Sunday, April 05, 2009

The middle school peace process

Can middle school kids - rich ones in particular - be made non-obnoxious? There will be peace in the Middle East before that feat is accomplished.

As for banning the wearing of bar mitzvah sweatshirts at school the Monday after, so as not to offend the kids who weren't invited to someone's party... gosh. I thought those shirts were relics of the 1980s, dug up and worn ironically by hipsters circa 2006. Seems they not only still exist, but are potent enough when worn non-ironically to hurt a middle-schooler's feelings.

I did get a kick out of this, however:

"Jason Thurm, 13, collected more than 200 of the personalized sweatshirts from his friends and donated them to a church."

8 comments:

PG said...

It looks like it's having some effect on the need for discipline in lower and middle income schools, so that's good. I agree with the mom who said that in places like Scarsdale, they probably ought to make the parents come in for the workshop first.

Phoebe said...

I get how progress could be made in terms of discipline as in having students not physically hurt one another. As for emotionally...

If I'm skeptical, it could be because I went to a middle school that was already doing all the things that are supposed to make being that age bearable - school uniforms, single-sex education, talks on 'feelings' - and yet the experience was miserable all around, dreadful for the unpopular kids but perhaps even worse for the popular.

Nick said...

sweatshirts ... is this an east-coast thing? when I was 12 I moved from a school where I had a number of jewish friends (in long beach, california) to a very goyische school in florida (where they did not know what hanukkah was, much less understand why I longed to consume fried potato pancakes with applesauce). at the only bat mitzvah [side note: why is that word not in firefox spell check?!] I went to, there were no sweatshirts...

Phoebe said...

I don't know if it's an East Coast thing - as I mentioned, it's not something I'd ever seen, except in its rummaged-from-Salvation-Army form.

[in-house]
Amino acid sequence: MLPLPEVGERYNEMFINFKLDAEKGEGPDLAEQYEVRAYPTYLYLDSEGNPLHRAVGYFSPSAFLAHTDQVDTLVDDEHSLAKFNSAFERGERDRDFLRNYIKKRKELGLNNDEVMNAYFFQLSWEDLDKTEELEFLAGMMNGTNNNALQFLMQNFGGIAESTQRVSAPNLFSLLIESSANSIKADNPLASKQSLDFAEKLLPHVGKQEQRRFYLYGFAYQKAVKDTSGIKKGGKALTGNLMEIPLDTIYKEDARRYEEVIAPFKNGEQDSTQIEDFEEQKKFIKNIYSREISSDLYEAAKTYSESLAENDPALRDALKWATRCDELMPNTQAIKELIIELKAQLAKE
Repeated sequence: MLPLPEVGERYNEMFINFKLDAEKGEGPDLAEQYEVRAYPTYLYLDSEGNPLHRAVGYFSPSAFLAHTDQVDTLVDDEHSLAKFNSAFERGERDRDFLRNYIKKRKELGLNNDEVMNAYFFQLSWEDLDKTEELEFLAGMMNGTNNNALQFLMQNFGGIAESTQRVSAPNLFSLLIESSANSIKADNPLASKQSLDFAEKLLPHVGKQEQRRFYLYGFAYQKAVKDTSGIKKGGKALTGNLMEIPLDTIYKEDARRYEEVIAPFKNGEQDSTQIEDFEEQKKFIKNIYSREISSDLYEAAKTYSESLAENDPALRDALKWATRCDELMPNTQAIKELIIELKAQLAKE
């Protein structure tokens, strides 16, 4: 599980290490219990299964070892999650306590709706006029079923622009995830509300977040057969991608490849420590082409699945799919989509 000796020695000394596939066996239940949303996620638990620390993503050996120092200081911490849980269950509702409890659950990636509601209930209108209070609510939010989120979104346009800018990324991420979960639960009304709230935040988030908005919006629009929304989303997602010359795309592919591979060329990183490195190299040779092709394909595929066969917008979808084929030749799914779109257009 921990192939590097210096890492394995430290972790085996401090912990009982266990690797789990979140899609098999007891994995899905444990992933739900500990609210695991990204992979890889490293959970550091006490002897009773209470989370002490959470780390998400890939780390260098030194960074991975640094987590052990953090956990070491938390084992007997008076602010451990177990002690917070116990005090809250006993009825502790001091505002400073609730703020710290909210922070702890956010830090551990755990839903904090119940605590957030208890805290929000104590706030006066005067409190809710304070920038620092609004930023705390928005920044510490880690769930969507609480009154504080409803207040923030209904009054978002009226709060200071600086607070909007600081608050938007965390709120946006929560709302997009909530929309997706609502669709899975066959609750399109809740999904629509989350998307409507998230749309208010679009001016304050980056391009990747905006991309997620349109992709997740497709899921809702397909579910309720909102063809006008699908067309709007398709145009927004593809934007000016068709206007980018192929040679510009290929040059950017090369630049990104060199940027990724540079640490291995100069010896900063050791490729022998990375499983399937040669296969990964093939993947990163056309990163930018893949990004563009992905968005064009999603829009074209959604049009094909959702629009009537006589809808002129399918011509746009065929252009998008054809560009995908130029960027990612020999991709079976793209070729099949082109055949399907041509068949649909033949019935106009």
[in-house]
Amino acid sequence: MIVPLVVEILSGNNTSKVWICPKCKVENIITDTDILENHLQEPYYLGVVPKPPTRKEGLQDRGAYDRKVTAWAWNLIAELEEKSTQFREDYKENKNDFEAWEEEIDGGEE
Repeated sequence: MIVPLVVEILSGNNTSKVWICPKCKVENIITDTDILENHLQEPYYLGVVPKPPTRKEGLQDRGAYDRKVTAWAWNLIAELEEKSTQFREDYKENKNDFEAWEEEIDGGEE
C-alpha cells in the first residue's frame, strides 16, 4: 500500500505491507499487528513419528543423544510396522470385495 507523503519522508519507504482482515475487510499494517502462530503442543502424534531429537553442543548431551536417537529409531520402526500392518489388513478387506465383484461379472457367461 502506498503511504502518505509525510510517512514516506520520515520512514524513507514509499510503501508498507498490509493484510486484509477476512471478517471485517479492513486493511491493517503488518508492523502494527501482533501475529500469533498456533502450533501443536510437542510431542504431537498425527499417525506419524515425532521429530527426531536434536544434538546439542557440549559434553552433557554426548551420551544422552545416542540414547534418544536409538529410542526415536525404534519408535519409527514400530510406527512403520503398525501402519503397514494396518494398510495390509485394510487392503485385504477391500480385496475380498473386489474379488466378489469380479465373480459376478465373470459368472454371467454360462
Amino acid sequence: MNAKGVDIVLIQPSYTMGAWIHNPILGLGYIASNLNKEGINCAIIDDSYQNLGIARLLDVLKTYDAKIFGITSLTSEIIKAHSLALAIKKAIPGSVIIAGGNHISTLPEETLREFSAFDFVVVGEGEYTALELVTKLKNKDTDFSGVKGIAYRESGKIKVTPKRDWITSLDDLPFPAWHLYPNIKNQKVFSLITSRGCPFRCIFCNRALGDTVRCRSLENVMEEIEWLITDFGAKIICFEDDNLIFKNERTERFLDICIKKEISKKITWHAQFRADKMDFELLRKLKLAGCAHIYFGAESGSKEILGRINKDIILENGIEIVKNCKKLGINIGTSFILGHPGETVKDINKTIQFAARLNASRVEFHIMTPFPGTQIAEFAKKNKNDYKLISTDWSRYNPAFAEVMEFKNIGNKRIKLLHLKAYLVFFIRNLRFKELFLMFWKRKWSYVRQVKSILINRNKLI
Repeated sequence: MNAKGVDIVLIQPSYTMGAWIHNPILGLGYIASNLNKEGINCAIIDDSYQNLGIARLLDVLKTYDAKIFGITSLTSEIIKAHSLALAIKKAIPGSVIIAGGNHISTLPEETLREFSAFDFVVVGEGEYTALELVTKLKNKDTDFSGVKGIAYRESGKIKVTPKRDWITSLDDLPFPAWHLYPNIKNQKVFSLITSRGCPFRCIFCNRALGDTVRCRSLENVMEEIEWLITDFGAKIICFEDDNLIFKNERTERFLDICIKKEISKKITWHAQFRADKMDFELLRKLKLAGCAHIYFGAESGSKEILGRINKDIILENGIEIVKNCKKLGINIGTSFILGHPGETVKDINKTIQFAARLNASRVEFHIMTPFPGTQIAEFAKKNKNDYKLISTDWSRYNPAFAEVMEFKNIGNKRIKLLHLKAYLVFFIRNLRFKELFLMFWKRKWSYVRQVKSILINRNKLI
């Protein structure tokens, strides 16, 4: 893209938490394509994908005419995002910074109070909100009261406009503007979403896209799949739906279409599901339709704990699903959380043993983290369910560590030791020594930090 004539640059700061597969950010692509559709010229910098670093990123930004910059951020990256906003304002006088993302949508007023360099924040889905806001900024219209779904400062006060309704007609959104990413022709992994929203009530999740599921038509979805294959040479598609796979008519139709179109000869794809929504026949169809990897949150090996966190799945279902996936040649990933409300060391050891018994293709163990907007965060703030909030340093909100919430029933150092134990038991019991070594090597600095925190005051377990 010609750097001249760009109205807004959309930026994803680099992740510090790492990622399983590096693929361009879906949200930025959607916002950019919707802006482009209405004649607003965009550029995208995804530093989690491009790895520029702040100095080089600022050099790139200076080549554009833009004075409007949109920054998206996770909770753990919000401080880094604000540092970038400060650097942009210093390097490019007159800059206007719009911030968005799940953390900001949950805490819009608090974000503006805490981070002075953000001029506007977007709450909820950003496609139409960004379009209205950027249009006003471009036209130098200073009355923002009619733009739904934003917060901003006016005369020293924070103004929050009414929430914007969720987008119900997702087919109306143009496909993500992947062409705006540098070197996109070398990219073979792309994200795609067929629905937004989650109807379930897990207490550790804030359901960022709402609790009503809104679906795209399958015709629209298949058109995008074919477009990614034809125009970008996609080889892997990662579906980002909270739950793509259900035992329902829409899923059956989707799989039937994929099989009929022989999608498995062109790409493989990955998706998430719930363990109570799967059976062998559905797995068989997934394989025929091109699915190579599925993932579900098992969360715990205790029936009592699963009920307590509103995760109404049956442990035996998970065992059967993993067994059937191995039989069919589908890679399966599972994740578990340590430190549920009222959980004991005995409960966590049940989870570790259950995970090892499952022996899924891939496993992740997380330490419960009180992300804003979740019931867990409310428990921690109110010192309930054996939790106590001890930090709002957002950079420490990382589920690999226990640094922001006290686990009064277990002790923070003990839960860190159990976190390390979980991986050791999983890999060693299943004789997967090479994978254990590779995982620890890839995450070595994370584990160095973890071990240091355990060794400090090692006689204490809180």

PG said...

The apparent decoupling of the bar/bat mitzvah from its religious origins is really interesting to me. Hindu culture has equivalents of the "now you are an adult" transition, but I don't know of anyone whose sari ceremony, for example, included a big party for the honoree's school friends. Those ceremonies are treated as more internal to the community, whereas non-cultural celebrations -- birthdays, graduation, etc. -- are like any other kid's. Proof of better assimilation by Scarsdale Jews than Texas Hindus?

Phoebe said...

I have no idea why that would be, but it's certainly an interesting question. But I'm not so sure I'd phrase it as "decoupling [...] from its religious origins." You mention "Hindu culture" - the sweatshirts, etc., are an example, if a potentially unflattering one, of Jewish culture and religion, intermingled Then as Now.

(As far as I know, the bat mitzvah is purely cultural in origin, in the sense that the back-in-the-day religious did not have such a ceremony, nor do some traditionalist sects today. Which is not to say it isn't celebrated religiously. It's just that, for girls, there was no religious form rendered profane by the handing out of sweatshirts.)

PG said...

Specifically American Jewish culture, surely? Or do bar and bat mitzvahs in Israel and across the diaspora also feature sweatshirt distribution?

Phoebe said...

Well, as my 'finding' re: the 'singles culture' of French Jewry suggests, American Jewish culture often is Jewish culture, for better or worse, because of the cultural influence of Roth/Allen/Seinfeld/bagels and the like.